Army Facing Budgetary ‘Triple Whammy’

By Jon Harper

Public Domain

The Army is preparing to fight high-end adversaries, but budget cuts and other investment decisions have put it in a unique modernization hole, a defense analyst said in a recent report.

During the acquisition drawdown between fiscal years 2008 and 2015, total obligation authority for Army modernization fell 74 percent in real terms, from $90 billion to $24 billion. Meanwhile, procurement dropped 78 percent and research, development, test and evaluation funding declined 52 percent, according to Rhys McCormick, a researcher with the defense-industrial initiatives group at the Center for Strategic and International Studies.

“This … modernization drawdown is a triple whammy for the Army,” he said in the report, “The Army Modernization Challenge: A Historical Perspective,” released in March.

Compared with the post-Vietnam and post-Cold War drawdowns, the Army’s modernization funding authority has taken a larger percentage cut this time around. The decline in RDT&E money is also steeper. Faced with smaller budgets, the service has elected to prioritize funding for readiness and force structure at the expense of modernization, McCormick said.

The triple-headed problem is compounded by the “lost decade” in Army acquisition in the 2000s, when a number of major procurement programs were canceled, including Future Combat Systems, he said.

“While the Army did field new platforms such as the [mine-resistant ambush protected vehicle], Stryker and Gray Eagle, it did not complete the large-scale procurement of new weapon systems as in previous drawdowns,” he said. “Moreover, these acquisition programs were suited for meeting immediate wartime demands, not necessarily the future strategic operating environment.”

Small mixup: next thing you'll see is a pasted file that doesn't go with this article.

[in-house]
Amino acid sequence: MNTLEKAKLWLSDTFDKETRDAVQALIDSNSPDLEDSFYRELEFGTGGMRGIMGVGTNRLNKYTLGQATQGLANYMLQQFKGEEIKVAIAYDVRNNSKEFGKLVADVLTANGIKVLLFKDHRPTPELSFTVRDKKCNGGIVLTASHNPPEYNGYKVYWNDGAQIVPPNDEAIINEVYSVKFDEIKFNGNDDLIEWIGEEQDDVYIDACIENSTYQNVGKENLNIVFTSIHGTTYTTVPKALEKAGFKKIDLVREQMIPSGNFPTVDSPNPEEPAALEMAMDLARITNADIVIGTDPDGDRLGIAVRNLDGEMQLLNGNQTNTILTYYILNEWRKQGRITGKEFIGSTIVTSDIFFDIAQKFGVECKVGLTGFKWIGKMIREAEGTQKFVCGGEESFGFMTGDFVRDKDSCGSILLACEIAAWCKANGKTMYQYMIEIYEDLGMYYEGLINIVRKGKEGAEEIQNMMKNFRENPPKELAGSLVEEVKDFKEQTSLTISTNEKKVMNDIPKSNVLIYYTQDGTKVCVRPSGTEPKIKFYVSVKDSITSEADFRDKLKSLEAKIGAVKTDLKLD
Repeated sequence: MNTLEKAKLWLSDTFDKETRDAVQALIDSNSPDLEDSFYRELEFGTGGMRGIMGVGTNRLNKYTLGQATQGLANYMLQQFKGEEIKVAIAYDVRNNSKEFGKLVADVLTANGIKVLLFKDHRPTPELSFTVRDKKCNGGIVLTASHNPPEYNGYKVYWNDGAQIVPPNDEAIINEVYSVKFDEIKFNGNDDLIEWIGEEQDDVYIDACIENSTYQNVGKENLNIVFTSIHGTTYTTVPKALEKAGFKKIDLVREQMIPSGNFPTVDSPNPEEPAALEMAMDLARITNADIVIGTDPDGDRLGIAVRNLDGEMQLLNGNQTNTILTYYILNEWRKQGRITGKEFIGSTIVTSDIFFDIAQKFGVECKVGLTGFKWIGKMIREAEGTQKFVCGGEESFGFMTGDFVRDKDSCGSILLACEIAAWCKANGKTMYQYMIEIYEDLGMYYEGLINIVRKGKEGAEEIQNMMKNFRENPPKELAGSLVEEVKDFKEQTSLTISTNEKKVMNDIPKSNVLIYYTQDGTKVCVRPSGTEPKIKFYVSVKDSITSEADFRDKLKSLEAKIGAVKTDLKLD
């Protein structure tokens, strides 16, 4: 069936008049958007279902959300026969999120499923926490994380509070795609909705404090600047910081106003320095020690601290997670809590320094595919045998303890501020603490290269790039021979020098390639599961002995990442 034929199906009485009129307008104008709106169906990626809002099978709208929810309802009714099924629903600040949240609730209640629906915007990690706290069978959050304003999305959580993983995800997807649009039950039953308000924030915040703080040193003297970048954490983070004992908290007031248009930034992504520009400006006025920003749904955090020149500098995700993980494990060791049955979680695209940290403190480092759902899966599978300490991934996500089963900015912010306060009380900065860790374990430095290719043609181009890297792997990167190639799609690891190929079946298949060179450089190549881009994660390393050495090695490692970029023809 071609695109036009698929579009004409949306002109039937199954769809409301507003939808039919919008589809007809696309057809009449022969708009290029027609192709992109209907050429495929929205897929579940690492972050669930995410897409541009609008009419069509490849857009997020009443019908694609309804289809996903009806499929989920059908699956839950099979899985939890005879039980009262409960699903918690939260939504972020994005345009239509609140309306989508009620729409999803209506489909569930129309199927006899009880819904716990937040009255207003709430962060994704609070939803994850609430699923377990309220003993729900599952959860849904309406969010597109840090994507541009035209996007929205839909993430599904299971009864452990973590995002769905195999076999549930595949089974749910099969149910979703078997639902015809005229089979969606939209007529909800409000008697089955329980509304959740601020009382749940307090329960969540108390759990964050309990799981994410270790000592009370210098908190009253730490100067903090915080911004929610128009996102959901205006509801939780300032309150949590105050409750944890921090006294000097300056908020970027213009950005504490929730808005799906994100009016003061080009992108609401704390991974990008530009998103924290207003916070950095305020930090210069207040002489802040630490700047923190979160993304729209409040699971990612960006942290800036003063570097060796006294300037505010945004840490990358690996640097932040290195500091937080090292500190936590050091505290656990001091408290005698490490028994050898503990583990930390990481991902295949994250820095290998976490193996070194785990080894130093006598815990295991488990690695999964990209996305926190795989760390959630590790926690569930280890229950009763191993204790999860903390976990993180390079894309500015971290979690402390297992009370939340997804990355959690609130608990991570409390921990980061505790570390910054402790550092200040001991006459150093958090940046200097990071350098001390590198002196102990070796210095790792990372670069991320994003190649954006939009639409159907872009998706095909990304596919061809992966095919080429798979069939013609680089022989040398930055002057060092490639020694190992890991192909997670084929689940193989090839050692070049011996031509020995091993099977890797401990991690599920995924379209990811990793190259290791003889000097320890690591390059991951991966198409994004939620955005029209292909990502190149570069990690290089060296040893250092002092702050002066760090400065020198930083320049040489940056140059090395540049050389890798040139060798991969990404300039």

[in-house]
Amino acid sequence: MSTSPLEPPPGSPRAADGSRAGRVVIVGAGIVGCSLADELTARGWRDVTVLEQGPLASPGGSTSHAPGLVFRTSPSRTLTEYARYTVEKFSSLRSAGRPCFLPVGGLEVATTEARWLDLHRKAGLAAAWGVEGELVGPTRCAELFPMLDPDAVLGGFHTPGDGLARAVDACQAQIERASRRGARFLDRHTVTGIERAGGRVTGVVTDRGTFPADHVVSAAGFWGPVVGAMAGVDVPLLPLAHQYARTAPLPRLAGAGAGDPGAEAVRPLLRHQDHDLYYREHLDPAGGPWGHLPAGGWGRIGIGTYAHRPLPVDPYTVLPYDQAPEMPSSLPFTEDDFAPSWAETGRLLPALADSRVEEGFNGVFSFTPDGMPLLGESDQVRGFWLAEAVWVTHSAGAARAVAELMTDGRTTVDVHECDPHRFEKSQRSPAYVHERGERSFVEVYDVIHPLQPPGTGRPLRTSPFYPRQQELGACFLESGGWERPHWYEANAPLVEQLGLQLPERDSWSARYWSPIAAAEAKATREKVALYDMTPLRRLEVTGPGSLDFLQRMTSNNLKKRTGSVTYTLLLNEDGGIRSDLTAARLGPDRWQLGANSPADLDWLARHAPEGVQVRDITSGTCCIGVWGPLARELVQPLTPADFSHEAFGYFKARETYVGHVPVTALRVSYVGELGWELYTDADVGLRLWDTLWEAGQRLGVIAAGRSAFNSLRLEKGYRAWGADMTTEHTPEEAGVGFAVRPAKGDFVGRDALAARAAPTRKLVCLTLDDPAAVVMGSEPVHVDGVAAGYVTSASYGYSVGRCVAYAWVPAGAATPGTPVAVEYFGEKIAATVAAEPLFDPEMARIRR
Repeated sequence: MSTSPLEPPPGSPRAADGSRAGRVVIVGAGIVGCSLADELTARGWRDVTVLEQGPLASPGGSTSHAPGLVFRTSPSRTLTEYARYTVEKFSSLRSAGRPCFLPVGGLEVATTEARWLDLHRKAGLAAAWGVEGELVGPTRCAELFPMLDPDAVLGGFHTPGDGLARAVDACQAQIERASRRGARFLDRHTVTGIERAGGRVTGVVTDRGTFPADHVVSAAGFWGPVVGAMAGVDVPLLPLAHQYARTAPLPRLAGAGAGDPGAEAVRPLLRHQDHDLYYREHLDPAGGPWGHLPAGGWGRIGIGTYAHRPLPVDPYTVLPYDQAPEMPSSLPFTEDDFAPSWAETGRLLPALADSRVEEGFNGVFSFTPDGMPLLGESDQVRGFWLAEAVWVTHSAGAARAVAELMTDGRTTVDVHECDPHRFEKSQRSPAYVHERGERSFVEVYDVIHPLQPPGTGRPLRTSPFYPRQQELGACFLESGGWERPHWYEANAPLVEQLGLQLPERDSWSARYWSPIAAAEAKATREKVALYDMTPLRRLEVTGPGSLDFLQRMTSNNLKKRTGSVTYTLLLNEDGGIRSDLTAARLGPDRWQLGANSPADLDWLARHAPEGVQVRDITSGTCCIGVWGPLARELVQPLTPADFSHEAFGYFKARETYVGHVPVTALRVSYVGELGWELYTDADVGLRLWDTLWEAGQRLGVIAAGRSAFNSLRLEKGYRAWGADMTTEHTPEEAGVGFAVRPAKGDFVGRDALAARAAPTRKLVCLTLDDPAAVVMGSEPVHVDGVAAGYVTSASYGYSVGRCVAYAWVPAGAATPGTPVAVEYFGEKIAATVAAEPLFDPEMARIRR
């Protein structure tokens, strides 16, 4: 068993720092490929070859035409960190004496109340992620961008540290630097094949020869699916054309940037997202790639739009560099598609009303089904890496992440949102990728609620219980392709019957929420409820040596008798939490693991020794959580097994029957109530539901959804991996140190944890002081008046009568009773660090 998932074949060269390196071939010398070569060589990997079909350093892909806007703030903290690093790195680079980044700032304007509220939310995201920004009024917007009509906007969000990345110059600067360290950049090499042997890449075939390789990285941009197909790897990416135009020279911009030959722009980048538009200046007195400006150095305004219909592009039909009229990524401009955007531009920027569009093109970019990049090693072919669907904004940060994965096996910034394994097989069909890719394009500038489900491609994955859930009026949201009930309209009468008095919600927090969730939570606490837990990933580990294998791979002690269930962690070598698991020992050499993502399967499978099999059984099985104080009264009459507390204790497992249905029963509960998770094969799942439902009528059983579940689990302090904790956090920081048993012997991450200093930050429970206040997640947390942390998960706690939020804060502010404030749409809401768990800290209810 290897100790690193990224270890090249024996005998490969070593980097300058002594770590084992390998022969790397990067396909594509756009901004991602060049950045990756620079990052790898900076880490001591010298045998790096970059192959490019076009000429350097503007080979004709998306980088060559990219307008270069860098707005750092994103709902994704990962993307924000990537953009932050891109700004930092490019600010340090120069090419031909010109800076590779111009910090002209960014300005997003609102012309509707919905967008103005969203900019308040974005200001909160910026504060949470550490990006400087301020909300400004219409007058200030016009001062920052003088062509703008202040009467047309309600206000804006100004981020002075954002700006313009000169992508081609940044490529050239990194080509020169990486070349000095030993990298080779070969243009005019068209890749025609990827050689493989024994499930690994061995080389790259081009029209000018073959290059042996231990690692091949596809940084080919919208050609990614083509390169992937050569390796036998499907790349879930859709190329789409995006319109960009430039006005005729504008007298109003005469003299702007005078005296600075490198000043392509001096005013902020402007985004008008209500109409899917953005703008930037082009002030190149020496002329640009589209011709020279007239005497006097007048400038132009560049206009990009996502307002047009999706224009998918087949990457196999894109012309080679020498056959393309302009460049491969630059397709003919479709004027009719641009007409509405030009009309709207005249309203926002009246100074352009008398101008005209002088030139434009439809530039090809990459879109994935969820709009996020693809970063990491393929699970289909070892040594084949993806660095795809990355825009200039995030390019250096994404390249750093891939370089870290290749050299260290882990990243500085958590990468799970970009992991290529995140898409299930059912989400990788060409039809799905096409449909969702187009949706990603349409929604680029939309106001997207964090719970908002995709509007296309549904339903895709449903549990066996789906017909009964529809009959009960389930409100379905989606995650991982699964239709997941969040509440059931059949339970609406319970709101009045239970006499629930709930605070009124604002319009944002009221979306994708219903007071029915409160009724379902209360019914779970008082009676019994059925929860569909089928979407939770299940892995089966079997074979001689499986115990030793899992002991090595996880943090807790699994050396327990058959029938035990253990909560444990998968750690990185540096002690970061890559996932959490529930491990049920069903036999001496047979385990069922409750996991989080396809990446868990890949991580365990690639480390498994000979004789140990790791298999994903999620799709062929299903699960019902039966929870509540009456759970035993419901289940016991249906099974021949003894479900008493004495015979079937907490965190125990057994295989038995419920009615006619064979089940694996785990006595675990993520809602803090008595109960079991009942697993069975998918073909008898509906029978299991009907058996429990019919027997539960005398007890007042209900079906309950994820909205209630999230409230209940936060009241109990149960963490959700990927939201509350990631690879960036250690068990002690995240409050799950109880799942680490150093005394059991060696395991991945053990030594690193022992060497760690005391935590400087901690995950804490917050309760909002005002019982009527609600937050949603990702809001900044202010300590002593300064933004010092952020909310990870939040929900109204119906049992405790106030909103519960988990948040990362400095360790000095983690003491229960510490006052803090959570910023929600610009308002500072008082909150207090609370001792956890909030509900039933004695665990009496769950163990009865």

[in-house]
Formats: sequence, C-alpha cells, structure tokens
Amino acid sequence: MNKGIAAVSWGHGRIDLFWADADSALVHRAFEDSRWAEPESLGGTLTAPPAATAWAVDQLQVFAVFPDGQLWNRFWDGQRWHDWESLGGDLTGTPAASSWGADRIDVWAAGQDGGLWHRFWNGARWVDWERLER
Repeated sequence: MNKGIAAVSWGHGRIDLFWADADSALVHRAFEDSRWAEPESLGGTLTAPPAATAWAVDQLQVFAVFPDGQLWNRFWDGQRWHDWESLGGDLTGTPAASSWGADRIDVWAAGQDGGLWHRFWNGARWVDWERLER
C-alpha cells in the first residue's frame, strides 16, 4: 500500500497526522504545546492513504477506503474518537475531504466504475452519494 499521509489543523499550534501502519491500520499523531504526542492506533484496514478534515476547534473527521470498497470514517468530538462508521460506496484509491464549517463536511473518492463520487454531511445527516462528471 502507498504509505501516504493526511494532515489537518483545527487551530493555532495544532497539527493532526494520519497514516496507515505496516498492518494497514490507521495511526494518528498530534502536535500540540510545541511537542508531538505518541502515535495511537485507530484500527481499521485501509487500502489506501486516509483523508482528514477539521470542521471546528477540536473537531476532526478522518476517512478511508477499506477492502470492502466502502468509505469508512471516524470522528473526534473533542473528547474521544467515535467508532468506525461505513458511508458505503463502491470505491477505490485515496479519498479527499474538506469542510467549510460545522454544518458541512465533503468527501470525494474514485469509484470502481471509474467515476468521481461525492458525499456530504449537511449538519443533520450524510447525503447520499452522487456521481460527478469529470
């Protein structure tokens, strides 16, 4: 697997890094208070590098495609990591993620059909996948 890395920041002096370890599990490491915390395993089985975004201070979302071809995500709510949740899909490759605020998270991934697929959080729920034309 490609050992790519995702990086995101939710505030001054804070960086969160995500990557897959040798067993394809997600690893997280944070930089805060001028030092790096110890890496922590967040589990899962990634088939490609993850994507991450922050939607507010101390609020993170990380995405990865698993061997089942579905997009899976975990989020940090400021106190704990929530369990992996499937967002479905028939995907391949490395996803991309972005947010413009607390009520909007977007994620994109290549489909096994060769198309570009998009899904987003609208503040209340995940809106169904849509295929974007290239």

Going forward, Army procurement efforts will encounter increasing competition for resources because the Defense Department is facing a modernization “bow wave” in the early 2020s. Meanwhile, not a single Army program made the list of the Pentagon’s top 10 acquisition programs (measured by projected funding) leading up to the bow wave, McCormick noted.

“Even if the defense budget increases in the coming years, the Army will face stiff competition for that increase from the Air Force and Navy to fund the acquisition programs driving the modernization bow wave,” he said. “The ‘hollow’ buildup of 2000 to 2008 and the unusually large reduction in R&D in this drawdown, means that the Army’s recovery will be much more difficult than in previous drawdowns.”

Help is not on the horizon, he said. “Continued failure to fund modernization will leave the United States with an Army unsuited to handle the future geostrategic environment. Yet, budgetary relief to modernization accounts remains unlikely for at least the near future.”

Topics: Defense Department, DOD Budget

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